Craving Chocolate?

 

Photo by Lorelle Del Matto

Double Chocolate Almond Cookies

“I’m craving chocolate. That sounds wonderful!  Can you send me the recipe?”

That was my sister’s response to my description of the chocolate cookie I was eating when she telephoned.

 

Chocolate is a fact of life – it’s the most-craved food in North America (Reference 1) and is an essential food for many celebrations, birthdays, and love-gifts.  This cookie, described by tasters as “wow, chocolatey!” and “yum,velvety,” is my answer to a chocolate craving.

 

The cookie is a version of a chocolate “crinkle” named because you know the cookies are ready to come out of the oven when the tops crackle. Made with egg whites, bittersweet chocolate, cocoa powder, toasted almonds and flavorings, they’re easy to make, freeze well and most importantly, squelch that desire for chocolate. With 84 calories and 4 grams of fat per cookie, you can indulge without blowing your fat-calorie budget – if you have one. 

 

We know chocolate is good for mental health, but what about physical health?  The heart of chocolate’s health benefits are cardiovascular.  Cocoa beans contain antioxidant flavonoids called flavanols that research shows may improve vascular health, lower blood pressure, prevent heart attacks and strokes. There is also research indicating chocolate may decrease inflammation, increase insulin sensitivity and favorably influence neurotransmitters to regulate mood, something chocolate lovers will say you don’t need research to prove. (References 2,3,4,5)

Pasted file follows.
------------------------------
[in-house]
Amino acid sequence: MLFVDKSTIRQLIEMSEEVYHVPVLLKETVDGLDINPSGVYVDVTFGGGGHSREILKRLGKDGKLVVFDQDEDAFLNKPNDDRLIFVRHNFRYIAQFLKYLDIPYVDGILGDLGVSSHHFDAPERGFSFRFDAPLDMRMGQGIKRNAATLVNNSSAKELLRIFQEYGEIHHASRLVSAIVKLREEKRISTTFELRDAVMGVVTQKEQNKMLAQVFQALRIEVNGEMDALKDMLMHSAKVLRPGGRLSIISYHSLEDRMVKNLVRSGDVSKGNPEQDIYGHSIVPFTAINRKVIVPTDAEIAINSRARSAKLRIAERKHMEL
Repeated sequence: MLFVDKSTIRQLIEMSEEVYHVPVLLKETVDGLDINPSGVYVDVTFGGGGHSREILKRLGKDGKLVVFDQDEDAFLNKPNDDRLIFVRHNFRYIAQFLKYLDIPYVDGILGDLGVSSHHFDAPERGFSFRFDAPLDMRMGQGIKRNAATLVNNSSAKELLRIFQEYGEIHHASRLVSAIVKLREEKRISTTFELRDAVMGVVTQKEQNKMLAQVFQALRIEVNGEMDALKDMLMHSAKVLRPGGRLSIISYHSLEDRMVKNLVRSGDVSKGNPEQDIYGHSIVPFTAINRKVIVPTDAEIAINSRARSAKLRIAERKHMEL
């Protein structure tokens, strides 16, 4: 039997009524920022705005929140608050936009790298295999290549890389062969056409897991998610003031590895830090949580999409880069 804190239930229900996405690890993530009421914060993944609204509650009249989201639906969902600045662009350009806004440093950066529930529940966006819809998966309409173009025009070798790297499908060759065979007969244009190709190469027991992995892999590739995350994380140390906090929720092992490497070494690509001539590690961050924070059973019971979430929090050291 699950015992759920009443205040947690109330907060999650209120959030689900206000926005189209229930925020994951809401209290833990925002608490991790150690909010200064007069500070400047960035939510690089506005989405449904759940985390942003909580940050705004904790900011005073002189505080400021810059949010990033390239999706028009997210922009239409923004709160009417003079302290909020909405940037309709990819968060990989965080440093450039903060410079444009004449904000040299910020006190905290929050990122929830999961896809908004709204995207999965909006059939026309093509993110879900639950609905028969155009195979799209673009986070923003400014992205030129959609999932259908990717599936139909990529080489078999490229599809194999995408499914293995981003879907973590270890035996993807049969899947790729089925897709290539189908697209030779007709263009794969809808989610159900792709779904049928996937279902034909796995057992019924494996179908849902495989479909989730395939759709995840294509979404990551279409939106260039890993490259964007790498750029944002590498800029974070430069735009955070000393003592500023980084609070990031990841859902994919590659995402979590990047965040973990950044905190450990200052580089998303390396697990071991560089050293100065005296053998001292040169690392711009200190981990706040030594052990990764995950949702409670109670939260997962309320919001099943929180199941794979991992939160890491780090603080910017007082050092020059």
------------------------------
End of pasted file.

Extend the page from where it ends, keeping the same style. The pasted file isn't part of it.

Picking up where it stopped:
What about all the fat and calories in chocolate? Cocoa butter, the fat in chocolate, contains three fats in roughly equal amounts.  Palmitic and stearic acid are both saturated but stearic acid appears not to raise blood cholesterol.  The third is oleic acid which is a “good fat” also found in olive oil.   A 1-ounce square of unsweetened chocolate has 14 grams of fat (9 saturated) and 140 calories.  (Reference 5)

 

Processing, storage and handling of cocoa beans diminishes the flavanol content and added sugar, fat and other ingredients dilute the flavonols and may add more calories.  Unsweetened cocoa powder is the best source of healthy flavonols.  It has much of the cocoa butter removed so it contains little fat.  (Dutch cocoa has been alkalized, reducing the acidity which diminishes the flavonoids.) Unsweetened chocolate is the next richest source however, like cocoa powder, it is too bitter to be consumed “as is” so it is used in cooking, baking and hot chocolate.  

 

Among chocolate products for eating out-of-hand, dark and bittersweet chocolates have more cocoa and therefore flavonols, followed by semisweet and milk chocolate.  Some products declare the percent cocoa on the label. You may see chocolate labeled as  70%, 80% and even 90% cocoa.  These higher-percentage chocolates are fine for eating out of hand however if you substitute an 80% cocoa chocolate in a recipe calling for semisweet chocolate, you may get different, subpar results. I tested my recipe with 62% and 60% cocoa chocolate along with unsweetened cocoa powder.   

 

The word “moderation” comes up a lot in chocolate-for-health messages. To enjoy chocolate without weight-gain you have to trade chocolate calories for other calories.  An ounce of dark chocolate has 130 to 140 calories and 8 to 12 grams of fat, depending on the brand and formulation.  And of course you can pack in flavonols with often fewer calories and fat by enjoying foods such as red wine, tea, onion, kale, broccoli, tomato, apple, grape, berries, cranberries, peanuts, string beans and green pepper (Reference 6).